WAMC purchases radio tower atop Mount Greylock
ALBANY, N.Y. — WAMC Northeast Public Radio's superpower FM transmitter on a tower atop Mount Greylock is safe for many more years of broadcasting to Western New England and New York state.
The tower, which had been owned by WTEN, Channel 10, in Albany, N.Y., was purchased by WAMC in a deal completed on Friday, said WAMC President and CEO Alan Chartock.
WTEN recently auctioned its WCDC, Channel 19 relay signal atop the tower to the Federal Communications Commission for $34.5 million, to be used by wireless carriers.
WCDC, licensed to the town of Adams, had lost most of its audience since about 97 percent of Berkshire residents now subscribe to cable or satellite services. The tower itself has been for sale, and Channel 19 went "dark" on Dec. 1, much to the dismay of an estimated 1,500 viewers still using it in remote towns such as Savoy, New Ashford and Washington.
WAMC's purchase price was "slightly above $1 million," Chartock told The Eagle shortly after he made the announcement on WAMC's mid-morning "Roundtable" program.
"I'm almost quivering over this news, we've been working on this for a long time," he told listeners. "It's huge news for us, the top thing that's happened since I've been here starting in 1979." The station and its tower were previously owned by Albany Medical College for broadcasts of news and discussions directly to physicians.
To pay for the acquisition, WAMC's February fund drive will aim to raise $2 million, instead of the $1 million target since 2011. The station's goal for its first fund drive in 1981 was $125,000.
"It took months and months" to seal the deal, said Chartock. He credited managing partner Lucy Prashker of the Cain Hibbard & Myers law firm's Great Barrington office for the successful negotiations.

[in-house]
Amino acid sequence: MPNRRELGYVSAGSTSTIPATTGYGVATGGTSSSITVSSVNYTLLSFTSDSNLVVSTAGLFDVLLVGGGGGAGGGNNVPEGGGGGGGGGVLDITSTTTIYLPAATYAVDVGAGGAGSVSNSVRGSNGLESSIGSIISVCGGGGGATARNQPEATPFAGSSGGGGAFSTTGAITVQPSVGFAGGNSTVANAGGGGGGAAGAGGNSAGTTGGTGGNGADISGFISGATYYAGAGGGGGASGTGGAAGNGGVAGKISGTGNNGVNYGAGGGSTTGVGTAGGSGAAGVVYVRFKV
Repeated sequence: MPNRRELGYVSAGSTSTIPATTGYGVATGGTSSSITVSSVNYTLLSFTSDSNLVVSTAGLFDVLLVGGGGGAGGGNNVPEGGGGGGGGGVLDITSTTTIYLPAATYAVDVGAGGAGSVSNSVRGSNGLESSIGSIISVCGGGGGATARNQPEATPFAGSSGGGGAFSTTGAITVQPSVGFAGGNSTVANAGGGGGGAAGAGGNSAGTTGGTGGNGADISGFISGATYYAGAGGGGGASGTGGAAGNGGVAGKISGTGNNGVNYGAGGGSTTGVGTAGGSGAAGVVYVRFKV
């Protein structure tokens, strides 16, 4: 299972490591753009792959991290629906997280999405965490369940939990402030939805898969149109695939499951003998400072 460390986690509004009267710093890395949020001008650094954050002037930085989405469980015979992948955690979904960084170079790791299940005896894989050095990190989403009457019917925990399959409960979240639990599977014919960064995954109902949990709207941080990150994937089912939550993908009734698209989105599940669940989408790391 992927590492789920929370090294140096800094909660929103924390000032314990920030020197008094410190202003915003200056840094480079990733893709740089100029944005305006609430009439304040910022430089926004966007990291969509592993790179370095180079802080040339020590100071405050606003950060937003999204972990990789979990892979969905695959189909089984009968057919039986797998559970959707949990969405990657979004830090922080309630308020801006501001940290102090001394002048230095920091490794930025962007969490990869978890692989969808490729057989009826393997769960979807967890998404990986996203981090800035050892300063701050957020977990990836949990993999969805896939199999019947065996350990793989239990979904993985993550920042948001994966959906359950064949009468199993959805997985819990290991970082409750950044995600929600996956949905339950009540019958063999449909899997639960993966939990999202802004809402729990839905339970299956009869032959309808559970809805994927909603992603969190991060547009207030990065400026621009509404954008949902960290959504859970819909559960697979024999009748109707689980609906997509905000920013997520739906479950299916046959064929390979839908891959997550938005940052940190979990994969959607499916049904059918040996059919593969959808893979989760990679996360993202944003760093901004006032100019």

WAMC holds three fundraisers annually and recently has completed them in just a day or two, thanks to promotion of a "locked box" that listeners can fill for weeks ahead of the drive. This February's $2 million goal is for one time only, Chartock stressed. Future drives will return to the $1 million target.
Funding the purchase of the WTEN tower "took most of our available operating funds out of the bank," he acknowledged. "The only way we'll get the money is if people ante up. We're prepared to go long."
WAMC's operating budget is about $7 million a year, according to its latest nonprofit Form 990 filing with the IRS, close to half of it raised from underwriting announcements by supporting businesses and organizations.
In a "Save Our Station" message to WAMC members on Friday, Chartock wrote "on a matter of utmost urgency," noting that "with the loss of the tower, we would certainly lose many of our underwriting partners and many of our members, who would no longer be able to hear us. It could spell the end of WAMC as we know it."
"WAMC has never given up in the past, and we will not now," he said. "I can't believe it is happening, but we are going buy the tower! We all are."
The structure adjacent to Bascom Lodge sits on land in Mount Greylock State Reservation owned by the Massachusetts Department of Conservation and Recreation. WAMC has just signed a lease with DCR through 2025 for the parcel occupied by the transmitter, Chartock noted. The previous lease held by WTEN had expired two years ago.
WAMC has 28 additional transmitters and low-power translators in Great Barrington, in New York state from Westchester County to Lake Placid in the Adirondacks, as well as Milford, Pa..
But the mountaintop tower known inside the station as "the mother ship" reaches listeners up to 100 miles away in all directions on FM 90.3. WAMC Northeast Public Radio has an audience of more than 400,000 individual listeners each month, Chartock pointed out.
"If anybody else had bought the tower and made us move, most of the listeners would not be able to hear us," Chartock told the audience on Friday morning. "We had to buy it, otherwise there would be no radio station as we know it today."
The tower has several "tenants" with antennas situated on the pole, including the Massachusetts State Police and a low-power relay signal on Channel 38 for WNYT, Channel 13, in Albany.
"This is an incredible high point for me," Chartock said. "It's an extraordinary moment not only in WAMC's history but mine too. I can't tell you what this means to me; it's incredible. This guarantees the future of WAMC."
Clarence Fanto can be reached at email@example.com or 413-637-2551.
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